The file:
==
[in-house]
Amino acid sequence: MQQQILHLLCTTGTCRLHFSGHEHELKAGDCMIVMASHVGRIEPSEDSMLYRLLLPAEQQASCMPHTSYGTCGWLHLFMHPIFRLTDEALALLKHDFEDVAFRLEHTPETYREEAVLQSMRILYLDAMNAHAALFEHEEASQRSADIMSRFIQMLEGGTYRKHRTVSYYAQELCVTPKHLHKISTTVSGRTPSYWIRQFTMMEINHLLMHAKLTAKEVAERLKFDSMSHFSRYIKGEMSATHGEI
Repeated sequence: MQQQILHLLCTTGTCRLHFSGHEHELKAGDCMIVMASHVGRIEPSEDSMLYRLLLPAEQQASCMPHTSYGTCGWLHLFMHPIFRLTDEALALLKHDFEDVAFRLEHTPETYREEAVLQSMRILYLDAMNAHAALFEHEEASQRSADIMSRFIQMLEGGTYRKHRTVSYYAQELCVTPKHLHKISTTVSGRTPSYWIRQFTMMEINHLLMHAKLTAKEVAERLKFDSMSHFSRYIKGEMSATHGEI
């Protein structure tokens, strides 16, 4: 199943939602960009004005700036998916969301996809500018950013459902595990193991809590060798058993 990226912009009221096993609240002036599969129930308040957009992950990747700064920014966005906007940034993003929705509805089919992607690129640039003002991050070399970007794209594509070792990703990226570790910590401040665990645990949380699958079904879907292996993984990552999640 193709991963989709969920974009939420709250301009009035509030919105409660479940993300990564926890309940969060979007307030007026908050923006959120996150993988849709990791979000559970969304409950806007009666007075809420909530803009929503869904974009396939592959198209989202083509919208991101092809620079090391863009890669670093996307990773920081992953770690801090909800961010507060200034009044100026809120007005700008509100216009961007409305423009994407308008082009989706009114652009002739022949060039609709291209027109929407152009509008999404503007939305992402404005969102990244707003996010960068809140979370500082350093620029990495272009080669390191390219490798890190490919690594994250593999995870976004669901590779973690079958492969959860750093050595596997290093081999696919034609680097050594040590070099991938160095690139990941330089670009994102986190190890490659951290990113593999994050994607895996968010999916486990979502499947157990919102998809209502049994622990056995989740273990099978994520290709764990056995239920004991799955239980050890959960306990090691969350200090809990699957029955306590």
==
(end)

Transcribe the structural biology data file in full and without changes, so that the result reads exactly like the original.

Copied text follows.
[in-house]
Amino acid sequence: MQQQILHLLCTTGTCRLHFSGHEHELKAGDCMIVMASHVGRIEPSEDSMLYRLLLPAEQQASCMPHTSYGTCGWLHLFMHPIFRLTDEALALLKHDFEDVAFRLEHTPETYREEAVLQSMRILYLDAMNAHAALFEHEEASQRSADIMSRFIQMLEGGTYRKHRTVSYYAQELCVTPKHLHKISTTVSGRTPSYWIRQFTMMEINHLLMHAKLTAKEVAERLKFDSMSHFSRYIKGEMSATHGEI
Repeated sequence: MQQQILHLLCTTGTCRLHFSGHEHELKAGDCMIVMASHVGRIEPSEDSMLYRLLLPAEQQASCMPHTSYGTCGWLHLFMHPIFRLTDEALALLKHDFEDVAFRLEHTPETYREEAVLQSMRILYLDAMNAHAALFEHEEASQRSADIMSRFIQMLEGGTYRKHRTVSYYAQELCVTPKHLHKISTTVSGRTPSYWIRQFTMMEINHLLMHAKLTAKEVAERLKFDSMSHFSRYIKGEMSATHGEI
């Protein structure tokens, strides 16, 4: 199943939602960009004005700036998916969301996809500018950013459902595990193991809590060798058993 990226912009009221096993609240002036599969129930308040957009992950990747700064920014966005906007940034993003929705509805089919992607690129640039003002991050070399970007794209594509070792990703990226570790910590401040665990645990949380699958079904879907292996993984990552999640 193709991963989709969920974009939420709250301009009035509030919105409660479940993300990564926890309940969060979007307030007026908050923006959120996150993988849709990791979000559970969304409950806007009666007075809420909530803009929503869904974009396939592959198209989202083509919208991101092809620079090391863009890669670093996307990773920081992953770690801090909800961010507060200034009044100026809120007005700008509100216009961007409305423009994407308008082009989706009114652009002739022949060039609709291209027109929407152009509008999404503007939305992402404005969102990244707003996010960068809140979370500082350093620029990495272009080669390191390219490798890190490919690594994250593999995870976004669901590779973690079958492969959860750093050595596997290093081999696919034609680097050594040590070099991938160095690139990941330089670009994102986190190890490659951290990113593999994050994607895996968010999916486990979502499947157990919102998809209502049994622990056995989740273990099978994520290709764990056995239920004991799955239980050890959960306990090691969350200090809990699957029955306590």